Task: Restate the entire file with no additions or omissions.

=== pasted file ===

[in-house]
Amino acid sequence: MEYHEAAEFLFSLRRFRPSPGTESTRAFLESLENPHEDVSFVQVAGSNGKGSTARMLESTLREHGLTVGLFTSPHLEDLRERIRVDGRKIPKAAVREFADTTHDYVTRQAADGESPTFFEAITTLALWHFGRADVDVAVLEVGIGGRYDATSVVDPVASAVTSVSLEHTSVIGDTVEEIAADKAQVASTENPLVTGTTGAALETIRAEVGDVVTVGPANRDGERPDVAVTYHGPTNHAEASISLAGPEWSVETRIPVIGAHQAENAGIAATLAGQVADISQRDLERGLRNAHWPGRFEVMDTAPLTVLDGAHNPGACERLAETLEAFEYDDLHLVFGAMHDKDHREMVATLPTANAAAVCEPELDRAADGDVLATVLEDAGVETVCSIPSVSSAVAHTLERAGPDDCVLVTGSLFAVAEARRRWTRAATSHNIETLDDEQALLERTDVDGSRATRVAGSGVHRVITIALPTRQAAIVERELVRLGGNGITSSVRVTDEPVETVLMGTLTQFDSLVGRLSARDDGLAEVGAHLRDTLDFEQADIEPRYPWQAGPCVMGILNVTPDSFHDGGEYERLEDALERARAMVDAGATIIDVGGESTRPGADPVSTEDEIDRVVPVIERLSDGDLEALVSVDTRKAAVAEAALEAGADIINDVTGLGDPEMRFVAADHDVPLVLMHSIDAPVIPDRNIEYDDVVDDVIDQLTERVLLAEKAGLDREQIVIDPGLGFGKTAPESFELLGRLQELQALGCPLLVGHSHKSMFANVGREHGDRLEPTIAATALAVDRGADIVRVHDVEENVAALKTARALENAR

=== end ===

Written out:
[in-house]
Amino acid sequence: MEYHEAAEFLFSLRRFRPSPGTESTRAFLESLENPHEDVSFVQVAGSNGKGSTARMLESTLREHGLTVGLFTSPHLEDLRERIRVDGRKIPKAAVREFADTTHDYVTRQAADGESPTFFEAITTLALWHFGRADVDVAVLEVGIGGRYDATSVVDPVASAVTSVSLEHTSVIGDTVEEIAADKAQVASTENPLVTGTTGAALETIRAEVGDVVTVGPANRDGERPDVAVTYHGPTNHAEASISLAGPEWSVETRIPVIGAHQAENAGIAATLAGQVADISQRDLERGLRNAHWPGRFEVMDTAPLTVLDGAHNPGACERLAETLEAFEYDDLHLVFGAMHDKDHREMVATLPTANAAAVCEPELDRAADGDVLATVLEDAGVETVCSIPSVSSAVAHTLERAGPDDCVLVTGSLFAVAEARRRWTRAATSHNIETLDDEQALLERTDVDGSRATRVAGSGVHRVITIALPTRQAAIVERELVRLGGNGITSSVRVTDEPVETVLMGTLTQFDSLVGRLSARDDGLAEVGAHLRDTLDFEQADIEPRYPWQAGPCVMGILNVTPDSFHDGGEYERLEDALERARAMVDAGATIIDVGGESTRPGADPVSTEDEIDRVVPVIERLSDGDLEALVSVDTRKAAVAEAALEAGADIINDVTGLGDPEMRFVAADHDVPLVLMHSIDAPVIPDRNIEYDDVVDDVIDQLTERVLLAEKAGLDREQIVIDPGLGFGKTAPESFELLGRLQELQALGCPLLVGHSHKSMFANVGREHGDRLEPTIAATALAVDRGADIVRVHDVEENVAALKTARALENAR